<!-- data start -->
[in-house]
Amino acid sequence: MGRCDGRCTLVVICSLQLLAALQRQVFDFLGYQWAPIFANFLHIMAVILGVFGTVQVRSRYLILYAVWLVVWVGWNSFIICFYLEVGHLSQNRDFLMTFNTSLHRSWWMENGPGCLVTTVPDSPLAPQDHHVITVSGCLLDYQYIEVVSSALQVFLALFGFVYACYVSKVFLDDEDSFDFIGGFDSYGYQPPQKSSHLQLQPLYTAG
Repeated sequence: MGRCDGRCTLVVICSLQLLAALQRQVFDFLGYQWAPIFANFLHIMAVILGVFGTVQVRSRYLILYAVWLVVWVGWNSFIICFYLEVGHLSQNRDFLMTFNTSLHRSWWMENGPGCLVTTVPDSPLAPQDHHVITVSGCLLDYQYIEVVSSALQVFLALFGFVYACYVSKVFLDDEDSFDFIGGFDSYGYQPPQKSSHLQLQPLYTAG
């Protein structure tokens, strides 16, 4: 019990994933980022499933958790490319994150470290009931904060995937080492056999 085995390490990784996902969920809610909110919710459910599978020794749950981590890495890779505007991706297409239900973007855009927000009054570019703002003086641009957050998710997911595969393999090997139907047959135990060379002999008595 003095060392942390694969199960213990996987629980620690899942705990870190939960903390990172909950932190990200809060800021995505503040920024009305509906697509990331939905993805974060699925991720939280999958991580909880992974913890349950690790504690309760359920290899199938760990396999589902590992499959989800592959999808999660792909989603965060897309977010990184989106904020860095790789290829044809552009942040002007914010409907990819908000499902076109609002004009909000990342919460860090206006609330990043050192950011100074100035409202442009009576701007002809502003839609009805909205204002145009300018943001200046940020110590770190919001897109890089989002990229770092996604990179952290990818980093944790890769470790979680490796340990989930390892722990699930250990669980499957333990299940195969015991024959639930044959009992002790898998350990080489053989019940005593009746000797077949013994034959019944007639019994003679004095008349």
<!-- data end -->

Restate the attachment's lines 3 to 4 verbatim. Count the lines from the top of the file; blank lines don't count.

Repeated sequence: MGRCDGRCTLVVICSLQLLAALQRQVFDFLGYQWAPIFANFLHIMAVILGVFGTVQVRSRYLILYAVWLVVWVGWNSFIICFYLEVGHLSQNRDFLMTFNTSLHRSWWMENGPGCLVTTVPDSPLAPQDHHVITVSGCLLDYQYIEVVSSALQVFLALFGFVYACYVSKVFLDDEDSFDFIGGFDSYGYQPPQKSSHLQLQPLYTAG
């Protein structure tokens, strides 16, 4: 019990994933980022499933958790490319994150470290009931904060995937080492056999 085995390490990784996902969920809610909110919710459910599978020794749950981590890495890779505007991706297409239900973007855009927000009054570019703002003086641009957050998710997911595969393999090997139907047959135990060379002999008595 003095060392942390694969199960213990996987629980620690899942705990870190939960903390990172909950932190990200809060800021995505503040920024009305509906697509990331939905993805974060699925991720939280999958991580909880992974913890349950690790504690309760359920290899199938760990396999589902590992499959989800592959999808999660792909989603965060897309977010990184989106904020860095790789290829044809552009942040002007914010409907990819908000499902076109609002004009909000990342919460860090206006609330990043050192950011100074100035409202442009009576701007002809502003839609009805909205204002145009300018943001200046940020110590770190919001897109890089989002990229770092996604990179952290990818980093944790890769470790979680490796340990989930390892722990699930250990669980499957333990299940195969015991024959639930044959009992002790898998350990080489053989019940005593009746000797077949013994034959019944007639019994003679004095008349």